But, taking Time as a very large order, she did feel that things in general improved. She remembered when, as a little girl, she had paid visits to her Aunt Horsborough, in the great rambling house Templeton, where two of the maids had slept under the back-stairs in what was little more than a cupboard. She remembered her visits with her aunt to Templeton village and the beautiful thatched cottages down whose walls the wet dripped, and the icy cold of the kitchen at the Vicarage had made her shiver. She remembered the sycophantic greetings of the postman's wife, crippled with rheumatism, and the beneficent magnificence of Aunt Horsborough.

Instead of railing at young Communists like Patrick Munden, she thought their anxiety for the poor, the helpless, and the downtrodden very fine indeed.

For herself the constant anxiety about money meant very little. She would be happy anywhere and she thought that she could manage very nicely on almost nothing. It was only for her sister that she was anxious. She disliked nobody except the Corleone woman. She considered that she and the set around her were hard, selfish and empty-headed. But she suspected that if she knew the Corleone intimately she would find many things to like in her. She felt that all the hatred that there was in the world came from lack of intimacy. You would not, of course, like everybody even though you knew them well, but you would in all probability understand why they behaved as they did.

At the same time she had a keen eye for foibles, including her own. She knew, for instance, that her hatred of 'litter' was almost a disease, that she was given to speaking her mind too frankly, that she was absurdly irritated by her friends' unpunctuality, and that she disliked young women who made up their faces during meals, told coarse stories, and bullied their husbands in public. On the whole she liked men better than women. She was modern enough to feel that the inequalities between rich and poor in England were out of character with the new world. A Scandinavian had once inveighed for a long time and with feverish enthusiasm against what she had called the 'Manor House' life and the London slums. She had paused at last for want of breath, and had then been greatly astonished when Millie Pake admitted all of it. 'But it is,' said Millie, 'changing. You should have seen England forty years ago. We're very slow always, but we're kind people really although we've very little imagination.' She envied working-women she knew, they hadn't to keep up appearances. They had a husband and children. She would like to have had children.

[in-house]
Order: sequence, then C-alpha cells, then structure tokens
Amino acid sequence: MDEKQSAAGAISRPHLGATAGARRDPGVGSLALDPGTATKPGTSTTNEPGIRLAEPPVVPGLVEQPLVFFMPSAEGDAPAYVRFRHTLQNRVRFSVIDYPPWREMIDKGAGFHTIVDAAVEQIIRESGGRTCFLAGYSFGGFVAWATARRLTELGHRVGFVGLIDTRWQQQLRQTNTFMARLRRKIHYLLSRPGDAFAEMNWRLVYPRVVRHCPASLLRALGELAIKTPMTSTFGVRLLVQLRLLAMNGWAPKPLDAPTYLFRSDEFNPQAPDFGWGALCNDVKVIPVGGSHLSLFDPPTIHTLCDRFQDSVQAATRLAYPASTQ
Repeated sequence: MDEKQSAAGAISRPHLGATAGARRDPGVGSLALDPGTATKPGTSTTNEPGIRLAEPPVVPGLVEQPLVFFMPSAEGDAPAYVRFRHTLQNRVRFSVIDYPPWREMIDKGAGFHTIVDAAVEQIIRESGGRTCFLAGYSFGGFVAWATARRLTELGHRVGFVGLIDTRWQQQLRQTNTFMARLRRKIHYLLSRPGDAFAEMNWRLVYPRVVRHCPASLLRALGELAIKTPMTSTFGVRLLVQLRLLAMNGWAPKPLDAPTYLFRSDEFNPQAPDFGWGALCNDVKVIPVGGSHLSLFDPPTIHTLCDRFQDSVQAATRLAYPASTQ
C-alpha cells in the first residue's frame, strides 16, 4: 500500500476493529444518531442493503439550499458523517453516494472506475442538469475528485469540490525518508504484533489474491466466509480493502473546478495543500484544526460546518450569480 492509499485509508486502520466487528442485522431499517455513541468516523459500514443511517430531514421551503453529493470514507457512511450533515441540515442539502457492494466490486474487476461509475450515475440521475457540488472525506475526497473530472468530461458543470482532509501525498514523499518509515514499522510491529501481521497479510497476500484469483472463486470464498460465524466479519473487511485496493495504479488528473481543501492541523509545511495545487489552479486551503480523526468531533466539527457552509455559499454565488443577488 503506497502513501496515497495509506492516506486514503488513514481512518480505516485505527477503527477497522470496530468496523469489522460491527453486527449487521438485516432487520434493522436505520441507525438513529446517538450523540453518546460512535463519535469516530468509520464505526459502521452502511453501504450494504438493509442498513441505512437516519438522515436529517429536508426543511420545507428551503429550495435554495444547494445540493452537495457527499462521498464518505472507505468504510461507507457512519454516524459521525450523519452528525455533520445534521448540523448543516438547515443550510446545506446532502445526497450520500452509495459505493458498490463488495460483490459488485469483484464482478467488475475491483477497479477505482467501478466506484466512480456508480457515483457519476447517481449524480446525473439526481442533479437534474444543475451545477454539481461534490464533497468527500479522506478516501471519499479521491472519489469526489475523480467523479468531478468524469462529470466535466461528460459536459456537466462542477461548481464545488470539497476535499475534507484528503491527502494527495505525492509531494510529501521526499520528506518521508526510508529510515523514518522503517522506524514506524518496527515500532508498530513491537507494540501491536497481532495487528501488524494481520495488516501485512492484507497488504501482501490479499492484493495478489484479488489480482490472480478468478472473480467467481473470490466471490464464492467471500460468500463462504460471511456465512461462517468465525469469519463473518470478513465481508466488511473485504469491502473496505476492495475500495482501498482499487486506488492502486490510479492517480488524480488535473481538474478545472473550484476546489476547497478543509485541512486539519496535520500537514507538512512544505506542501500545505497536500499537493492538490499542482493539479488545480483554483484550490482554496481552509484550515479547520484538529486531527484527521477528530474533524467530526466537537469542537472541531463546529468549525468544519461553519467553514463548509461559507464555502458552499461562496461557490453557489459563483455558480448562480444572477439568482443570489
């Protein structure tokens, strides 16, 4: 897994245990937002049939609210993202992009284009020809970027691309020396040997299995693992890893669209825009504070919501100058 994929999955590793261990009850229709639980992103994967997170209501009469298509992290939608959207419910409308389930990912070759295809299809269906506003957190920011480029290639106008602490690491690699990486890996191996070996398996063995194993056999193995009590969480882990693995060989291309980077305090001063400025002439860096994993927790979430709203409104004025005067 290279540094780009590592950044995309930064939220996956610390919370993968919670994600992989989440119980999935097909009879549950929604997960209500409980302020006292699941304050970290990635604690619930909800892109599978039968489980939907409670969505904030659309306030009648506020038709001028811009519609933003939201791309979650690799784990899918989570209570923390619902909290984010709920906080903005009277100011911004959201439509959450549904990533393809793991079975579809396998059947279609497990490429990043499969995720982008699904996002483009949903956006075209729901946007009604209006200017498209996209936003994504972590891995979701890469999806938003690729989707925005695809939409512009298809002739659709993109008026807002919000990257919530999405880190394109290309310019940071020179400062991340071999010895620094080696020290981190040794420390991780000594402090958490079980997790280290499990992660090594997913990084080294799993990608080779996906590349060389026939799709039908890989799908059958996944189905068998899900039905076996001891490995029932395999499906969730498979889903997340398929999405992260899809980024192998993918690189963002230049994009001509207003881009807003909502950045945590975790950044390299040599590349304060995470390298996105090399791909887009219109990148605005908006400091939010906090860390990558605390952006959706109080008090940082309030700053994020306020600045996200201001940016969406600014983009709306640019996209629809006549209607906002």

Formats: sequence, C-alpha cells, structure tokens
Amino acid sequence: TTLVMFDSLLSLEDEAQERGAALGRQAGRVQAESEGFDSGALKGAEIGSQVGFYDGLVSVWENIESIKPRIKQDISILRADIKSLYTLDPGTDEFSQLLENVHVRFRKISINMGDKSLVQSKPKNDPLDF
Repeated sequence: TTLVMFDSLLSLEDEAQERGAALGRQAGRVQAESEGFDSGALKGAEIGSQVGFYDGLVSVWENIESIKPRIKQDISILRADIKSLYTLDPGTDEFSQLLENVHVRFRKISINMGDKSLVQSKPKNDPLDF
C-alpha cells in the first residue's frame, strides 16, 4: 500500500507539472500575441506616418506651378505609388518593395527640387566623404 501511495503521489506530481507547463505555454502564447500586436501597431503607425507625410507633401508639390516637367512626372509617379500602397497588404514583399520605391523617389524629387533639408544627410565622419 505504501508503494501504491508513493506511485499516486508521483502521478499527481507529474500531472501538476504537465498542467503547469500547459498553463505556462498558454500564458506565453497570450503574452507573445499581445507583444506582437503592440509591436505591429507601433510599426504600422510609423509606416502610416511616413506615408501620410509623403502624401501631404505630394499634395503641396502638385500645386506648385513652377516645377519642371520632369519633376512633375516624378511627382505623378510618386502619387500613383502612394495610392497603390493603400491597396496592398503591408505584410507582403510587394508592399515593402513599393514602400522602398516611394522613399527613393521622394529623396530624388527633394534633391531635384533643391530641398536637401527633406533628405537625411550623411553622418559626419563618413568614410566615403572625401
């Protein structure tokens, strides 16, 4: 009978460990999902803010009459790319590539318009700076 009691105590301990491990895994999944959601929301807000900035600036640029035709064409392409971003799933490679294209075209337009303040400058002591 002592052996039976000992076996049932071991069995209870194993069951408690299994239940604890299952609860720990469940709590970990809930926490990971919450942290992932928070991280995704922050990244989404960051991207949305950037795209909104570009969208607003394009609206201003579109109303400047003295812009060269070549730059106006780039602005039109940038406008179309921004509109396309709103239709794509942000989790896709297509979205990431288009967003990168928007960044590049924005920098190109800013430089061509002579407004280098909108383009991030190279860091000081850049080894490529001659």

But Millie Pake's outstanding quality was her cheerfulness. Now cheerfulness is quite widely condemned in these times. If a man is cheerful he is either stupid and therefore intolerable, or his cheerfulness is a pose, or he is cheerful on principle. Fortunately Millie was so old that she could excuse herself by saying that she was pre-War, became cheerful when she was young and had never been able to get out of the habit. She was not, however, so self-conscious as that. She didn't realize that she was cheerful, and if she irritated anybody by it she never knew it. The truth was that nothing could dismay or frighten her very badly because she was quite certain that when her body died her soul would go to Heaven. This, of course, was, in the light of modern science, so ridiculous that one can only call her a foolish old woman. But, foolish or no, this belief gave her such indifference to danger, and, because she hadn't to worry about herself, enabled her to think so much about other people, that it was undoubtedly a help--an unfair help, many people would say.

It is true that she liked to have cheerful persons about her; that was why she enjoyed the Delaneys so much. They were really cheerful and laughed at quite ridiculous little things just as she did. She did hope, for that reason among others, that they would not be forced to leave the Charles Street house.